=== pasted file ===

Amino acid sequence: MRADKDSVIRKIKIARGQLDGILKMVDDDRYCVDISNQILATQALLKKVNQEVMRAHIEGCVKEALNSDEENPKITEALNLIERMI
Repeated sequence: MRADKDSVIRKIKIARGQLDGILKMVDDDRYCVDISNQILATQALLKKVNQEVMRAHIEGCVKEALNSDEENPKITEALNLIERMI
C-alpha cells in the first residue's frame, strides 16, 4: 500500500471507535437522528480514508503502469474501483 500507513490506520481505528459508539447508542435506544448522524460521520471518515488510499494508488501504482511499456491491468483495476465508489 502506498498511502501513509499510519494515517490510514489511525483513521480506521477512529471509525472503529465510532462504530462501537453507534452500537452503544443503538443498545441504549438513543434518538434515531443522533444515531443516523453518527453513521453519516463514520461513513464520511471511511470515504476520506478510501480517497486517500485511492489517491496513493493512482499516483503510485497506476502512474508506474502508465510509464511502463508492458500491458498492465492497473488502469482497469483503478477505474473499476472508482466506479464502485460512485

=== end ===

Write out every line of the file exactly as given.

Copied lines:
Amino acid sequence: MRADKDSVIRKIKIARGQLDGILKMVDDDRYCVDISNQILATQALLKKVNQEVMRAHIEGCVKEALNSDEENPKITEALNLIERMI
Repeated sequence: MRADKDSVIRKIKIARGQLDGILKMVDDDRYCVDISNQILATQALLKKVNQEVMRAHIEGCVKEALNSDEENPKITEALNLIERMI
C-alpha cells in the first residue's frame, strides 16, 4: 500500500471507535437522528480514508503502469474501483 500507513490506520481505528459508539447508542435506544448522524460521520471518515488510499494508488501504482511499456491491468483495476465508489 502506498498511502501513509499510519494515517490510514489511525483513521480506521477512529471509525472503529465510532462504530462501537453507534452500537452503544443503538443498545441504549438513543434518538434515531443522533444515531443516523453518527453513521453519516463514520461513513464520511471511511470515504476520506478510501480517497486517500485511492489517491496513493493512482499516483503510485497506476502512474508506474502508465510509464511502463508492458500491458498492465492497473488502469482497469483503478477505474473499476472508482466506479464502485460512485